DR Congo's former vice-president Jean-Pierre Bemba jailed for war crimes
Congolese former vice-president Jean-Pierre Bemba has been sentenced to 18 years in prison by the International Criminal Court for war crimes and sexual violence.
Bemba has been jailed for murders, rapes and acts of pillaging committed by his troops in the neighbouring Central African Republic (CAR) in 2002 and 2003.
Presiding judge Sylvia Steiner said Bemba will get credit for the eight years he has already spent in ICC detention since his arrest in May 2008.
Bemba, a former Congolese senator and vice president, was the commander of the Movement for the Liberation of Congo when he was asked in 2002 and 2003 to send troops by CAR president Ange-Felix Patasse to provide support during a civil war.
International non-governmental organisation Human Rights Watch said the ruling offered "a measure of justice for victims of sexual violence and other grave crimes in the Central African Republic where armed groups have preyed on civilians with total impunity for more than a decade".
Geraldine Mattioli Zeltner of Human Rights Watch said: "Other commanders should take notice that they, too, can be held accountable for rapes and other serious abuses committed by troops under their control."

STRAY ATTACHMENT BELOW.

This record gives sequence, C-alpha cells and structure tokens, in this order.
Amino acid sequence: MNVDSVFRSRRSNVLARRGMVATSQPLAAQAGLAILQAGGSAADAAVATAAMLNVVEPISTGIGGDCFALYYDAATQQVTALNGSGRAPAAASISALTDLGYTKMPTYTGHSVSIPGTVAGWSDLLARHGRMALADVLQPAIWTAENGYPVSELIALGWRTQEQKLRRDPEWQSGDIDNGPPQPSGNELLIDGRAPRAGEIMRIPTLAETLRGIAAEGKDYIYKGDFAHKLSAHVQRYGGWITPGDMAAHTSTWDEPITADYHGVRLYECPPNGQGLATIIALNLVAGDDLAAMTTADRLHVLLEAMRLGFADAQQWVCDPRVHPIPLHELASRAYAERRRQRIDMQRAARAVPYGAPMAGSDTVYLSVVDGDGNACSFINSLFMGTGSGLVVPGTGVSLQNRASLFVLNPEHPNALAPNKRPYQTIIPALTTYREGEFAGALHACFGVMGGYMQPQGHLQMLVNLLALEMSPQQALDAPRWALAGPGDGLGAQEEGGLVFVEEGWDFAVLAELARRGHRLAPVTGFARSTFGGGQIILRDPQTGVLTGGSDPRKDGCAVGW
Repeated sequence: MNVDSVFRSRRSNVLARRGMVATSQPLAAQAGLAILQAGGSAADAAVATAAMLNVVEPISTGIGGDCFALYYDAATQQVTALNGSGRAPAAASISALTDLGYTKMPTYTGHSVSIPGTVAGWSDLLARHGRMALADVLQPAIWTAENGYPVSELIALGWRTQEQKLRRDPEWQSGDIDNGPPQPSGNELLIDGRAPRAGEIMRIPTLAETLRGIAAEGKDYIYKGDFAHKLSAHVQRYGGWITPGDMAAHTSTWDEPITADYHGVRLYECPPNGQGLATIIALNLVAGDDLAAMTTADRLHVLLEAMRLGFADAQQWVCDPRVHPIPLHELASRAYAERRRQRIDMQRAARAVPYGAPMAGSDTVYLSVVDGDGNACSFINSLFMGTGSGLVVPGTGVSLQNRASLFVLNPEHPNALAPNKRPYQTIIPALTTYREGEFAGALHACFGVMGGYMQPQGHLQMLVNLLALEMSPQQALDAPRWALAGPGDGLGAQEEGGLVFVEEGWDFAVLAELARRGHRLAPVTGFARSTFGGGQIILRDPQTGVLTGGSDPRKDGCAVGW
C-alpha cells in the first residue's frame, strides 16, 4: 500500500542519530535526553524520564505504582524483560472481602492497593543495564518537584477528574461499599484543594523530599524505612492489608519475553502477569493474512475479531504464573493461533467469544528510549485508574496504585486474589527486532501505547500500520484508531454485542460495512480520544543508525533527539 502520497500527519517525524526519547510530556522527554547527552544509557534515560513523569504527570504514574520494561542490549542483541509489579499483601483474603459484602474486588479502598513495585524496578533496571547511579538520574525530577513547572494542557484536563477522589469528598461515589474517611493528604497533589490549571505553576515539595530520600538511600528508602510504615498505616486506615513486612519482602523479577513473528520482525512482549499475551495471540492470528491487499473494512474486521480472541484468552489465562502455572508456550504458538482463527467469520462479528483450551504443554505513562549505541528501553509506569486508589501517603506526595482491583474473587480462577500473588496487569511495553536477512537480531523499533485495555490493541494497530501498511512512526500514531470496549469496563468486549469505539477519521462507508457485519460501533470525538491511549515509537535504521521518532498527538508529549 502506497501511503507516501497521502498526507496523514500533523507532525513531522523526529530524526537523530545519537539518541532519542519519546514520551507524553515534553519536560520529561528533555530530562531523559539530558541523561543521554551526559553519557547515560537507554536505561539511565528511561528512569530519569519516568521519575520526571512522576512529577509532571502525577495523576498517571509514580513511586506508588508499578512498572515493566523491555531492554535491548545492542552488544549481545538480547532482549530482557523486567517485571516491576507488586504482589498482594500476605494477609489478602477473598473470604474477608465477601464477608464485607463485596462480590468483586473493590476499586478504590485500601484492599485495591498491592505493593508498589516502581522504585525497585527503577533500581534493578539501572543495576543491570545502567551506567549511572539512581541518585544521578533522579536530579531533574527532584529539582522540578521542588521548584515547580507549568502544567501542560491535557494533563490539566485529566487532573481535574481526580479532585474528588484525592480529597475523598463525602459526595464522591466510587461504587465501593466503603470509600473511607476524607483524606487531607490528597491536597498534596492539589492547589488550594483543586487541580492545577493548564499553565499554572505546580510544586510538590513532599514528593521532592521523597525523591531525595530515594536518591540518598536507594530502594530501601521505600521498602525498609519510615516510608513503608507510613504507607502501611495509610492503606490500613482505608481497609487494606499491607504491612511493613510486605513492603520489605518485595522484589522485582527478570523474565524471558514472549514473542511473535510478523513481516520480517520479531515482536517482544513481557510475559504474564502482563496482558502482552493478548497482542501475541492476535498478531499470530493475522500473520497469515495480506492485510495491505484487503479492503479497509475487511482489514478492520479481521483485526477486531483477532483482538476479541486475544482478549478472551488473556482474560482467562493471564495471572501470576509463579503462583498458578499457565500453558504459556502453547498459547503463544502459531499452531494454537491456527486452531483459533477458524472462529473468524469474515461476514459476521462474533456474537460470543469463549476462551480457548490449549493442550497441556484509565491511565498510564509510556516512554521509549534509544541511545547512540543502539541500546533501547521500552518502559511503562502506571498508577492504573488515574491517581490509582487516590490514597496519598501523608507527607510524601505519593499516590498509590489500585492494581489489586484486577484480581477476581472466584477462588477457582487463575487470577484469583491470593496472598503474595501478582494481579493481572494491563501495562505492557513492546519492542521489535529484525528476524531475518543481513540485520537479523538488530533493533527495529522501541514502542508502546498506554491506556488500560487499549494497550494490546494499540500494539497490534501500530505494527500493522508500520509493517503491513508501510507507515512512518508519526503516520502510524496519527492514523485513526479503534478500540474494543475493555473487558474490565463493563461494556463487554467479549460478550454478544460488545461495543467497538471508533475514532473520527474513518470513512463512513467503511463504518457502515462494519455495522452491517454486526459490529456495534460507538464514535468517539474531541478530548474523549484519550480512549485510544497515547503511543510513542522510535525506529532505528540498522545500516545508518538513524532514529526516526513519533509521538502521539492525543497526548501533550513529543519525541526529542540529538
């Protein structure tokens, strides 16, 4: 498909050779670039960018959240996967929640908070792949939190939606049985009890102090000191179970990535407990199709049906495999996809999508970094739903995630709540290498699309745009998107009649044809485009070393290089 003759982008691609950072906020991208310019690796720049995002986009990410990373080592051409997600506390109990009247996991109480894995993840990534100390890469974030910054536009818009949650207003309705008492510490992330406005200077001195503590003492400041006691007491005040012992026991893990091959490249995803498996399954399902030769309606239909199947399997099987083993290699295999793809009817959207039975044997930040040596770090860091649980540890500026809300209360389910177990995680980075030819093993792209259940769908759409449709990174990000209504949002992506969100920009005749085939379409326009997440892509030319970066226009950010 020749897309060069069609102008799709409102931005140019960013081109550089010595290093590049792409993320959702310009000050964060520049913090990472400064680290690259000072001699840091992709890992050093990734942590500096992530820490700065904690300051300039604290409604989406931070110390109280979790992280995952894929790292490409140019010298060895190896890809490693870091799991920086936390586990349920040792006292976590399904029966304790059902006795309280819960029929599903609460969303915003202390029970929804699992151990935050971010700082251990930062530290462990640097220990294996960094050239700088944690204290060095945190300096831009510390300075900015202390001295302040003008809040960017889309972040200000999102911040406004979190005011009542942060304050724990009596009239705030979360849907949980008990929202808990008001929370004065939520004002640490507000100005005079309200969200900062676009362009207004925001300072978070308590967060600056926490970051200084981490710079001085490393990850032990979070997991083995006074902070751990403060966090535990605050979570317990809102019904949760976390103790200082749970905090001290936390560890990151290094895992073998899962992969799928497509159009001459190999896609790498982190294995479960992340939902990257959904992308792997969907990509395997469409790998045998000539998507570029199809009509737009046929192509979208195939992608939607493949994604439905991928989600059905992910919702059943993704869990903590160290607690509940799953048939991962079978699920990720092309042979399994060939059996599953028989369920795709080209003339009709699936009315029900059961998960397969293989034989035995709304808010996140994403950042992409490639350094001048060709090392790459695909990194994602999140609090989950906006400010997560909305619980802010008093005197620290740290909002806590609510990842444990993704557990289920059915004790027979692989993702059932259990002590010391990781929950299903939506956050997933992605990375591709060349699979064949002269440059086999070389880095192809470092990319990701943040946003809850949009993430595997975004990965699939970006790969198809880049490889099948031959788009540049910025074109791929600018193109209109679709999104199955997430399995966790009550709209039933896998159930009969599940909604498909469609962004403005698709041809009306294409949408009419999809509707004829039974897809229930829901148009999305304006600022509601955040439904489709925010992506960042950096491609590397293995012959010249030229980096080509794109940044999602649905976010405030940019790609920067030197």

The sentence is the highest yet passed by the ICC, the world's first permanent war crimes court which has previously handed down sentences of 12 and 14 years in prison for two other Congolese militia leaders. The maximum sentence the judges can hand down is life in prison.
At the time of his conviction in March, judge Steiner said women, girls and men were targeted by Bemba's forces, often with multiple soldiers raping women and girls in front of other family members.
Bemba was convicted even though he spent much of the conflict in the Democratic Republic of Congo. The court said he was able to communicate with his troops using radios and satellite and mobile phones and also saw reports of their grave crimes in the media.
What little action Bemba took to prevent or punish crimes by his forces was grossly inadequate, Steiner said.